But there is hope. The practical advice I can offer you is that you must view life like running. Find your tree, your sign post or your curve in the road. Set your sights on the clear and immediate goal that is the next small step in fulfilling your dream.

 

Take a deep breath and enjoy the feeling of hope once again.

Zanshin: A Mind Like Water

Drop in the bucketZanshin is a Japanese term referring to a state of relaxed alertness and awareness. In Aikido, we practice this constantly – how to clear your mind, not to anticipate, react to the action at hand – no more and no less.

David Allen has this to say in his book Getting Things Done (link in the sidebar):

Imagine throwing a pebble into a still pond. How does the water respond? The answer is, totally appropriately to the force and mass of the input; then it returns to calm. It doesn’t overreact or underreact.

… The power in a … punch comes from speed, not muscle; it comes from a focused “pop” at the end of the whip… a tense muscle is a slow one. So the high levels of training in the martial arts teach and demand balance and relaxation as much as anything else. Clearing the mind and being flexible are the key.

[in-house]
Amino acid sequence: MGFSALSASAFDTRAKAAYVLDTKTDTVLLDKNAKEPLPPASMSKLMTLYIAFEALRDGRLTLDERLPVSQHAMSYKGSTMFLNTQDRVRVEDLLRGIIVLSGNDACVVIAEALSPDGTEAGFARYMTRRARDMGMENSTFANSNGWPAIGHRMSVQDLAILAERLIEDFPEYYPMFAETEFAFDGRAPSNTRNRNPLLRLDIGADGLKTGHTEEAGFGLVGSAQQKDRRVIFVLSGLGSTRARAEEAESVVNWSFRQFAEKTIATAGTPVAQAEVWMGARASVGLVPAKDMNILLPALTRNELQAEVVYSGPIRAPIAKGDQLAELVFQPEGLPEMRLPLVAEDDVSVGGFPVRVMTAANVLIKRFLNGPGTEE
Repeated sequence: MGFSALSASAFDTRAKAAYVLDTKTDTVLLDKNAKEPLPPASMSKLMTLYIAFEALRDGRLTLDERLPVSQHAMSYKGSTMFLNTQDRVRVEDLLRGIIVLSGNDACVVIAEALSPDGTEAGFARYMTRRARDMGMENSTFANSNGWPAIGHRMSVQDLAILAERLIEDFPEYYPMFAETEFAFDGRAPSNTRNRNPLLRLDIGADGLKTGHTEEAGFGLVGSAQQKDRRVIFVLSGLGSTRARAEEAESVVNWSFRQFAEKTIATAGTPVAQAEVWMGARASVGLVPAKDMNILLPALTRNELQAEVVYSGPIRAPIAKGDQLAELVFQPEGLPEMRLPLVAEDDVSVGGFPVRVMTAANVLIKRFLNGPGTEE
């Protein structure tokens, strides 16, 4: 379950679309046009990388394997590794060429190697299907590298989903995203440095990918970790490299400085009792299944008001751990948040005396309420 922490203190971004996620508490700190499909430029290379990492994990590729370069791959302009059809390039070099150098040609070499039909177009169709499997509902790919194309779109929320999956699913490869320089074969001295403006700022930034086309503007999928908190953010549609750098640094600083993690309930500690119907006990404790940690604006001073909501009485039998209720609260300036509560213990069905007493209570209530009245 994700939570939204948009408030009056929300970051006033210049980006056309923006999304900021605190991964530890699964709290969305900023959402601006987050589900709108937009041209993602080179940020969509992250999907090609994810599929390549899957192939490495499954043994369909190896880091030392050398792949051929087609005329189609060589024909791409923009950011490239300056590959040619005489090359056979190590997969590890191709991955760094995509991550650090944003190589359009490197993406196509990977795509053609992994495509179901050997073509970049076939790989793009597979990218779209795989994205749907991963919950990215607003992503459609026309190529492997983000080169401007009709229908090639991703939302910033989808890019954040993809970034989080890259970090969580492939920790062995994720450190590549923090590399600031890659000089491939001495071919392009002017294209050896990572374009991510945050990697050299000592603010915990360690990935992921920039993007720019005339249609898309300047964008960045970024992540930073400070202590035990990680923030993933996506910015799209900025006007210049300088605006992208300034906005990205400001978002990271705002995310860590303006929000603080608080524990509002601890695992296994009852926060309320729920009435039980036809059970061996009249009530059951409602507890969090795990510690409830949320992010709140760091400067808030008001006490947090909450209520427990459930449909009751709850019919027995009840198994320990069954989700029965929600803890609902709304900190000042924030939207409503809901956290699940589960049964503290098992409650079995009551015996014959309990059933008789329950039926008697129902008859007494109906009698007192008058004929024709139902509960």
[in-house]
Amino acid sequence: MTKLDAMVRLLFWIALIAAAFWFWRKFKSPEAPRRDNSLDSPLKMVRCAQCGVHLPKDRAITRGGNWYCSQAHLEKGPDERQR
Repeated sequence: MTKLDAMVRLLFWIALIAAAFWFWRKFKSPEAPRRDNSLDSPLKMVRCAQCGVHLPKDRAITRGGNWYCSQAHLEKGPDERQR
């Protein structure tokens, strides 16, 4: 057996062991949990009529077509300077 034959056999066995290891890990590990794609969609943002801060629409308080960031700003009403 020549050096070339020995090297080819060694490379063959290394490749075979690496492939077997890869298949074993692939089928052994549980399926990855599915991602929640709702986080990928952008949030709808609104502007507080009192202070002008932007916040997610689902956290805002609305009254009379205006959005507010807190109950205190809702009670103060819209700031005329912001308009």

Anything that causes you to overreact or underreact can control you, and often does.

Imagine finding a constant state of Zanshin. Is that even possible?

I for one don’t know yet if that is possible. However, I must remember it is a path to be walked not a destination in which we arrive.

What would be the goal of this you say?

Well, imagine if you will being able to slip into a highly productive state at will. For those that care about being productive, this would be a definite must have, right?

The danger I would surmise most of us “Type-A’s” have would be in the simple fact that we allow our life to O Sensei - Nihon Goshin Aikidobecome unbalanced. I allow work to flood into my life because I work in a profession, job, company, and role I truly love. However, by letting it become all-consuming, I risk polluting my “mind of water” and I can actually feel the physical and mental drain this begins to cause; I can feel the creep towards burn-out.